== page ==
I have a thing for these types of restaurants- the ones that feel like they’ve been around since 1796, carefully preserved like antiques, charming and authentic in their rusticity. The only indication of modernity would be the kitchen equipment, electricity and some indie-folk rock playing out of the Bose speakers.
In New York, rustic americana has become an established trend. Freeman’s is the most obvious and recently gave way to Vinegar Hill. Smith and Mills in Tribeca has a similar vibe in half the space, half the menu and a cash only policy. Marlow and Sons has been around for a few years, occupying a tiny storefront stocked with goods an epicurean will swoon for. If you walk through the store and into the back room you will find a full bar, an oyster shucker, and tables for eating. The menu is simple with only a few items (chicken under a brick and fish of the day is how they put it), but each night there are different specials. The two types of oysters available last night were from Virginia and New York, and their cheese selection is always interesting. Everything we had was really quite good, but the last course- a chocolate caramel torte sprinkled with coarse grey sea salt, was extraordinary.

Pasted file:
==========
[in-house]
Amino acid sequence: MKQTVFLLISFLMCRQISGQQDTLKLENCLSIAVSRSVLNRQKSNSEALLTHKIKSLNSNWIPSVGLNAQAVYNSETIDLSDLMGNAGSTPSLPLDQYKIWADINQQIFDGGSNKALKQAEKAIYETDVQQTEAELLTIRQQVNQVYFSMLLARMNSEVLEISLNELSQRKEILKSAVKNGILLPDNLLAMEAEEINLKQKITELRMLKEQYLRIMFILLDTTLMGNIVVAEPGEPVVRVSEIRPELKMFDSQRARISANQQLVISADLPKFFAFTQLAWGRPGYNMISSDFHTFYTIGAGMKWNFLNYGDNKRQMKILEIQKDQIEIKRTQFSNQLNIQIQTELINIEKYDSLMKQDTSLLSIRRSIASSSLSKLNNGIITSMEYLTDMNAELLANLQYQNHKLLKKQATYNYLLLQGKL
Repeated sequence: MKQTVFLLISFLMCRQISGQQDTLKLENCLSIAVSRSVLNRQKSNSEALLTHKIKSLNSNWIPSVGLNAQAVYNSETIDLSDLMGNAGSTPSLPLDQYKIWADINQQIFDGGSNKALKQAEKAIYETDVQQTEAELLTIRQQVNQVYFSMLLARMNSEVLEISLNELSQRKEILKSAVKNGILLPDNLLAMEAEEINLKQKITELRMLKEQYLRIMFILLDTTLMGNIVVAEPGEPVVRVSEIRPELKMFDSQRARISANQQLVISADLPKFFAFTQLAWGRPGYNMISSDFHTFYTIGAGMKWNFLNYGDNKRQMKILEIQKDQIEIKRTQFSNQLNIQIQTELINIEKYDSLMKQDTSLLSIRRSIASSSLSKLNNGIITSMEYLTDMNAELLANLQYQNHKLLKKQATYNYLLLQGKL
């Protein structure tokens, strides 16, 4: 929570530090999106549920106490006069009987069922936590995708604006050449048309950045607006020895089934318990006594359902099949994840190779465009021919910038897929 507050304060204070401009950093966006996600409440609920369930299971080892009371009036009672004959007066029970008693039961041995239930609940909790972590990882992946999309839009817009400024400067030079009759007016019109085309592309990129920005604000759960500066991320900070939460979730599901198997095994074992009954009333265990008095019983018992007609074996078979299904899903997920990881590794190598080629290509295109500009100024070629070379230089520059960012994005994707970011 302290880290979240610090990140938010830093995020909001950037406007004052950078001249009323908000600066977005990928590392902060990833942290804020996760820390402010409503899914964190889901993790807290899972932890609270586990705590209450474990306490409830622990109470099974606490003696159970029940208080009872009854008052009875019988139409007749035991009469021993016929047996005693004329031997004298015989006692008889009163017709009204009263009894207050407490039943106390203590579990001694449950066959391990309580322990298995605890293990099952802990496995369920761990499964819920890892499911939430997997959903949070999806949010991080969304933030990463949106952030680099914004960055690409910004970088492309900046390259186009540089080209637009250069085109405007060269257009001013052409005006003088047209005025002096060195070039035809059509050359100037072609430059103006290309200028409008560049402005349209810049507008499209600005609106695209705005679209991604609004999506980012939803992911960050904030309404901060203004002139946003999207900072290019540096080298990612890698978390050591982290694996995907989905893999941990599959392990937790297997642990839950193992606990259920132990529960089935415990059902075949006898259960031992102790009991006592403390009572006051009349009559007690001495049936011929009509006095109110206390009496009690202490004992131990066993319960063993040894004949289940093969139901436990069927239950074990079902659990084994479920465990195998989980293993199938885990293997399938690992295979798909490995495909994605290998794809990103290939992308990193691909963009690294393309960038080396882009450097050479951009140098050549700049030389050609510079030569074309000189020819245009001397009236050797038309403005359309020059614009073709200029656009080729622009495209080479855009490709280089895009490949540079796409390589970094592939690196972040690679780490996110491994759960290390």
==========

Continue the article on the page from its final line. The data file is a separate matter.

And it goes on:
I went with a girlfriend to celebrate my birthday. Again. Whatever, I’m only 30 once. Everything was excellent: super simple, tasty, seasonal. Here are some pics from dinner:
Marlow and Sons: 81 Broadway, Williamsburg, Brooklyn.
Additional notes: This place has a really cool cocktail list. There are a couple of communal farm tables that are great for groups. Visit their website here.